This chapter addresses the physics and applications of optical saturation, including optical absorption saturation and optical gain saturation. Optical saturation is a nonlinear optical process that usually cannot be approximated with a perturbation expansion as a second-order or third-order nonlinear process. Instead, a fully nonlinear analysis is required. Following a discussion on the general physics and characteristics of absorption saturation and gain saturation in the first section, the properties and applications of saturable absorbers and saturated amplifiers are discussed in the second and third sections. The last section covers laser oscillation as a consequence of optical gain saturation.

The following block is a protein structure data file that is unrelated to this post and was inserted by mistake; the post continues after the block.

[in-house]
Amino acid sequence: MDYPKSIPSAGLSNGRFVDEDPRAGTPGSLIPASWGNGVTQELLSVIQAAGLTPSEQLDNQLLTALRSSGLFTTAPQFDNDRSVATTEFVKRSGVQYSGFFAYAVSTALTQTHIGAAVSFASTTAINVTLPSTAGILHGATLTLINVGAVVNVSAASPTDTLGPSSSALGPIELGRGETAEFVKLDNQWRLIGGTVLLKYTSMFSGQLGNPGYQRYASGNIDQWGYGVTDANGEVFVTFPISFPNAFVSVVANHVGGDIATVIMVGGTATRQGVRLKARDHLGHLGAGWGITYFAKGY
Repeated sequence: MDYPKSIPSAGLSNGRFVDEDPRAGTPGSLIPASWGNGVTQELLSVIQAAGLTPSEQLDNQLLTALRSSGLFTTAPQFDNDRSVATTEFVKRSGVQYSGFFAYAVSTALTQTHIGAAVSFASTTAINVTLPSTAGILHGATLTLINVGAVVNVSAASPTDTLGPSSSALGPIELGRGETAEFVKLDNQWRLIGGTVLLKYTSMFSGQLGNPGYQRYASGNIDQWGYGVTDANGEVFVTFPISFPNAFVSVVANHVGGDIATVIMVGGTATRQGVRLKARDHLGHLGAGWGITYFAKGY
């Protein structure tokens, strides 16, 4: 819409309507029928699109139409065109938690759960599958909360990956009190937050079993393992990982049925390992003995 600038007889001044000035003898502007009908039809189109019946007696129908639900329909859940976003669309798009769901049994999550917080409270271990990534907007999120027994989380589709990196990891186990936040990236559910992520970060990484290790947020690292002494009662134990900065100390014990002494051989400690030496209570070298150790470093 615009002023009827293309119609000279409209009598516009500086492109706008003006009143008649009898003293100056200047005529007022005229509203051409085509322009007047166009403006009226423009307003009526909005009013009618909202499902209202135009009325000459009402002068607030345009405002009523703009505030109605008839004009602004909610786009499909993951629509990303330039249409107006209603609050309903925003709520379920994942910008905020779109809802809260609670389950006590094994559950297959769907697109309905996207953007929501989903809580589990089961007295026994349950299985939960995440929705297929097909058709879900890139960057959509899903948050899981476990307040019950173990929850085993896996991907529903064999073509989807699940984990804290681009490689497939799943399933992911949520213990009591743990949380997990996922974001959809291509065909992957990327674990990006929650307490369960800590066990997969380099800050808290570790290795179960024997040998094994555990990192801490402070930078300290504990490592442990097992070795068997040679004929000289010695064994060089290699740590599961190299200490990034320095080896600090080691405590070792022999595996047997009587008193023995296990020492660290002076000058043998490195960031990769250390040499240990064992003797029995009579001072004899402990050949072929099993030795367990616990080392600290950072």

The coupled-wave theory deals with the coupling of waves of different frequencies in nonlinear optical interactions. In the first section, the general coupled-wave equation is derived. Its form under the slowly varying amplitude approximation is then obtained, followed by a form under the transverse approximation. In the second section, the coupled-wave equations for a parametric process are formulated by using three-frequency parametric interaction and second-harmonic generation as two examples. In the third section, the coupled-wave equations for a nonparametric process are formulated by using stimulated Raman scattering and two-photon absorption as two examples.